It goes without saying that one of the most important functions in life is eating. If you don’t eat, you die, and while that may be the worst case scenario, undereating is an issue as well. Even being underfed can cause your cognitive and physical functions to decline, making daily life harder than it has to be.
Since the pandemic began in March 2020, food has been a bit of an issue for people. Whether it is the danger of going to the store, the store not having food in stock, or even being unable to afford food due to job loss, there are many obstacles in the way to properly feeding yourself in these trying times.
You’ve heard the term “breaking bread” with someone, as in sharing a meal, but did you ever think about taking the term literally? That’s exactly what this inspirational story is all about. The good natured act of sharing bread, but we’re not just talking about a single loaf. We’re talking lots of bread!
We have all heard stories about people struggling during the pandemic. Crowdfunding campaigns have sprouted up, relief funds are being given by the government, and people are trying to find any way they can to get ahead of their bills. Along with that trend, people have taken to cooking at home since restaurants have been generally closed. An especially popular form of cooking has been baking!
Katherine Kehrli is one of these home bakers who started Community Loaves, an organization to donate bread to local food banks. She is a former college administrator who now leads a team of 500 bakers in Seattle who hope to fill the bellies of their hungry neighbors. It started small, using her home as the base of operations, but now Community Loaves sends out over 1,300 loaves of bread!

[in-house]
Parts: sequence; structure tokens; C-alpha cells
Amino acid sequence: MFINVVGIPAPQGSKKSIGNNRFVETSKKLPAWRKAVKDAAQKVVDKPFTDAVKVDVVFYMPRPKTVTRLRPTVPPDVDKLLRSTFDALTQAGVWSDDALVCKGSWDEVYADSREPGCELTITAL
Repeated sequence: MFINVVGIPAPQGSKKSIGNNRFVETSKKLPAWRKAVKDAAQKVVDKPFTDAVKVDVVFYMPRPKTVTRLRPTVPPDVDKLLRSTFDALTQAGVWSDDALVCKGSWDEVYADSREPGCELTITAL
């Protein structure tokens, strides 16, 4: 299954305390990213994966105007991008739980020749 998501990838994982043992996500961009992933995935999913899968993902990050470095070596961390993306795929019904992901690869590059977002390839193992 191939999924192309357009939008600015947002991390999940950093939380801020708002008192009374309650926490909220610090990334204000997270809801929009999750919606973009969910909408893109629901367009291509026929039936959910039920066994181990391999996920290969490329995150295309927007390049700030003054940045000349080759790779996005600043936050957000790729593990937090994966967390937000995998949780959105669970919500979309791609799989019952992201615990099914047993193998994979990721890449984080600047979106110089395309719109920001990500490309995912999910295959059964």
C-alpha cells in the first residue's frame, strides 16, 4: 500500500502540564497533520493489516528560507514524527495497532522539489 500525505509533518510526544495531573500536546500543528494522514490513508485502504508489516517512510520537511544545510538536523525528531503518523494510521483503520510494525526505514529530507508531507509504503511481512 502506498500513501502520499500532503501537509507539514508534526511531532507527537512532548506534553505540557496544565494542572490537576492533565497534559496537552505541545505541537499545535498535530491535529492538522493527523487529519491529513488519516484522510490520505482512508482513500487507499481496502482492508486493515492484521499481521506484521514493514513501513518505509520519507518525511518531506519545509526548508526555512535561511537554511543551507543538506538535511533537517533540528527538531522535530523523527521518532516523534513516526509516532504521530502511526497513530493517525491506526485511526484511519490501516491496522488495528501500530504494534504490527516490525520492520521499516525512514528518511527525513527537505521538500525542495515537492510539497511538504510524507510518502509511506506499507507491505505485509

According to Kehrli, “bread’s been around for a long time. It’s four simple ingredients: flour, water, salt, yeast. But it’s been around for thousands of years, and each time someone discovers it for the first time, it’s like magic.” The simplicity is what allows the team at Community Loaves to bake so many loaves while not being an unsustainable operation.
The team at Community Loaves bakes a honey oat loaf bread using a simple formula that the team developed. Their connection to the community also comes in the form of using local flour. The recipe can make four loaves, so as payment, Kehrli tells her volunteers to take one loaf of bread for themselves and donate the other three. Community Loaves works with Hopelink, one of the food banks in high demand since the pandemic began.
Matthew Campbell is the associate director of food programs at Hopelink. He describes how much his patrons have been enjoying the program. "When I think of my childhood, my baba, my grandma used to make the best homemade bread. That reminds me of this. You can see smiles through masks. You still can. You can see the eyes go up. (With) 600, 700 loaves of bread now, that's 600, 700 smiles."
Not only has the program helped those in need of food, it has also had unintended effects on the bakers themselves. One home baker named Sarah Gannholm says that her and her father have bonded over the experience. "I haven't been able to see my dad for several months, so I got this idea that I would get my dad to buy a KitchenAid (mixer) and buy some bread pans. He's not a baker. He's never made anything but chocolate chip cookies in his oven, or a turkey. It just seemed like a natural thing for us to get on Zoom and do this together, and all of a sudden he's giving back to (the) community in a way that he's never done in his life." This community truly knows the meaning of breaking bread.